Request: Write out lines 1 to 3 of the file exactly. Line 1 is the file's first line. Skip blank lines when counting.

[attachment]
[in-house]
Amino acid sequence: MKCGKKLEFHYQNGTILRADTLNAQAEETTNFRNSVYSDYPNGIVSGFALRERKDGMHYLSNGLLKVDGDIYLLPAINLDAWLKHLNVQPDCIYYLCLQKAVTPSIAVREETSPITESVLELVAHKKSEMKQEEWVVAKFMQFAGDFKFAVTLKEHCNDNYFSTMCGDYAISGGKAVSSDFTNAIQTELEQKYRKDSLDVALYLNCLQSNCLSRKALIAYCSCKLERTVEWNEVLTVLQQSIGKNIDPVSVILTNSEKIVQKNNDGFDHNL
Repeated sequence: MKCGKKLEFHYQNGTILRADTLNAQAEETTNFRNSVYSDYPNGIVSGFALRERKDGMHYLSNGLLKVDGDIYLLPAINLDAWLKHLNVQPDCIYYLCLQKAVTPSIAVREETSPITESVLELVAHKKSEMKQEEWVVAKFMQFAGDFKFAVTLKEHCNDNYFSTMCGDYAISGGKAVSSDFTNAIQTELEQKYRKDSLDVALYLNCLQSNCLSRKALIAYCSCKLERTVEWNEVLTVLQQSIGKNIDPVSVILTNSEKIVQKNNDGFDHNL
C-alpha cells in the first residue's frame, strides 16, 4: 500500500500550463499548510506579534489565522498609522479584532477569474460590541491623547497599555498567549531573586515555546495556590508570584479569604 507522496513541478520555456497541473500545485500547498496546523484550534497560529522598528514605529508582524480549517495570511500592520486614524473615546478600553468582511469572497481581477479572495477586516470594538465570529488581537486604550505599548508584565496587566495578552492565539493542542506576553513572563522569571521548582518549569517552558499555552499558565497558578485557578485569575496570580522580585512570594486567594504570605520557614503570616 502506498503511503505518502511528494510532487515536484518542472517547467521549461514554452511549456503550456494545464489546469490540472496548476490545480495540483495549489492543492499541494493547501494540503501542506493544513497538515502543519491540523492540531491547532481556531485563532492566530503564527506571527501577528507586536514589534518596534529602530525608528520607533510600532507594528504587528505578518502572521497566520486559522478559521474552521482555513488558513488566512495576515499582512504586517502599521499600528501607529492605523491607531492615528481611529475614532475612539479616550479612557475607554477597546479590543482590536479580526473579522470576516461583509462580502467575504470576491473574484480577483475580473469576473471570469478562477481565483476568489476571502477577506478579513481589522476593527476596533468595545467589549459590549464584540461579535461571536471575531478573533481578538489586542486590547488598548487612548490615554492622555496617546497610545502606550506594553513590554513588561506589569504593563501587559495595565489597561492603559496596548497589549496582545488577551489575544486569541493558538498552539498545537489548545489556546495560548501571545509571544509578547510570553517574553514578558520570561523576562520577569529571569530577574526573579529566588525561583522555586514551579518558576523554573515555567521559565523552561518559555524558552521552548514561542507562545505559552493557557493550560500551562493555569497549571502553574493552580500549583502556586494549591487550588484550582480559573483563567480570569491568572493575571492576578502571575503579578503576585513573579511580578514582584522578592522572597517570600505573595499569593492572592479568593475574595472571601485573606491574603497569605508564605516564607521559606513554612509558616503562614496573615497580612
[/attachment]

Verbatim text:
[in-house]
Amino acid sequence: MKCGKKLEFHYQNGTILRADTLNAQAEETTNFRNSVYSDYPNGIVSGFALRERKDGMHYLSNGLLKVDGDIYLLPAINLDAWLKHLNVQPDCIYYLCLQKAVTPSIAVREETSPITESVLELVAHKKSEMKQEEWVVAKFMQFAGDFKFAVTLKEHCNDNYFSTMCGDYAISGGKAVSSDFTNAIQTELEQKYRKDSLDVALYLNCLQSNCLSRKALIAYCSCKLERTVEWNEVLTVLQQSIGKNIDPVSVILTNSEKIVQKNNDGFDHNL
Repeated sequence: MKCGKKLEFHYQNGTILRADTLNAQAEETTNFRNSVYSDYPNGIVSGFALRERKDGMHYLSNGLLKVDGDIYLLPAINLDAWLKHLNVQPDCIYYLCLQKAVTPSIAVREETSPITESVLELVAHKKSEMKQEEWVVAKFMQFAGDFKFAVTLKEHCNDNYFSTMCGDYAISGGKAVSSDFTNAIQTELEQKYRKDSLDVALYLNCLQSNCLSRKALIAYCSCKLERTVEWNEVLTVLQQSIGKNIDPVSVILTNSEKIVQKNNDGFDHNL